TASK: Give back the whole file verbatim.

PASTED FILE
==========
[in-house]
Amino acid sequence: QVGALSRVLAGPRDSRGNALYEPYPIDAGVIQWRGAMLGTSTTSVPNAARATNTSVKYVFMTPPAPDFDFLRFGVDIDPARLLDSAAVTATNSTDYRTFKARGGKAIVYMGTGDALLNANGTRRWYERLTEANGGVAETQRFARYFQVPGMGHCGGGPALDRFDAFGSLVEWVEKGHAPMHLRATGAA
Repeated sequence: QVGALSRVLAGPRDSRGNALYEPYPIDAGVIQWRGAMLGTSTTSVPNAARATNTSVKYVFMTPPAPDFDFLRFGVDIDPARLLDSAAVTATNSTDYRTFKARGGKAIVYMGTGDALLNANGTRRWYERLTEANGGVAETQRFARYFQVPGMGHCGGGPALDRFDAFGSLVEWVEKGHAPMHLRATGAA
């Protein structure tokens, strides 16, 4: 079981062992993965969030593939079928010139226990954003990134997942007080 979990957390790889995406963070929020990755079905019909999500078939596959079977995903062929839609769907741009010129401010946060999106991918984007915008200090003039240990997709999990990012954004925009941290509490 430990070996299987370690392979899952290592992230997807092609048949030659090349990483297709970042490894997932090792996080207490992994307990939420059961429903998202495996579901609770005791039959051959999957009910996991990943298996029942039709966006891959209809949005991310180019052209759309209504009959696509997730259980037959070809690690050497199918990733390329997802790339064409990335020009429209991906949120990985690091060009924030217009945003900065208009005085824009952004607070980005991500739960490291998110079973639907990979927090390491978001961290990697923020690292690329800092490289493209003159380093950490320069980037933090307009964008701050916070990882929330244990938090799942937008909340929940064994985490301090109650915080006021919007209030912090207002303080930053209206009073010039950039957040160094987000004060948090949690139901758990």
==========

[in-house]
Amino acid sequence: QVGALSRVLAGPRDSRGNALYEPYPIDAGVIQWRGAMLGTSTTSVPNAARATNTSVKYVFMTPPAPDFDFLRFGVDIDPARLLDSAAVTATNSTDYRTFKARGGKAIVYMGTGDALLNANGTRRWYERLTEANGGVAETQRFARYFQVPGMGHCGGGPALDRFDAFGSLVEWVEKGHAPMHLRATGAA
Repeated sequence: QVGALSRVLAGPRDSRGNALYEPYPIDAGVIQWRGAMLGTSTTSVPNAARATNTSVKYVFMTPPAPDFDFLRFGVDIDPARLLDSAAVTATNSTDYRTFKARGGKAIVYMGTGDALLNANGTRRWYERLTEANGGVAETQRFARYFQVPGMGHCGGGPALDRFDAFGSLVEWVEKGHAPMHLRATGAA
């Protein structure tokens, strides 16, 4: 079981062992993965969030593939079928010139226990954003990134997942007080 979990957390790889995406963070929020990755079905019909999500078939596959079977995903062929839609769907741009010129401010946060999106991918984007915008200090003039240990997709999990990012954004925009941290509490 430990070996299987370690392979899952290592992230997807092609048949030659090349990483297709970042490894997932090792996080207490992994307990939420059961429903998202495996579901609770005791039959051959999957009910996991990943298996029942039709966006891959209809949005991310180019052209759309209504009959696509997730259980037959070809690690050497199918990733390329997802790339064409990335020009429209991906949120990985690091060009924030217009945003900065208009005085824009952004607070980005991500739960490291998110079973639907990979927090390491978001961290990697923020690292690329800092490289493209003159380093950490320069980037933090307009964008701050916070990882929330244990938090799942937008909340929940064994985490301090109650915080006021919007209030912090207002303080930053209206009073010039950039957040160094987000004060948090949690139901758990």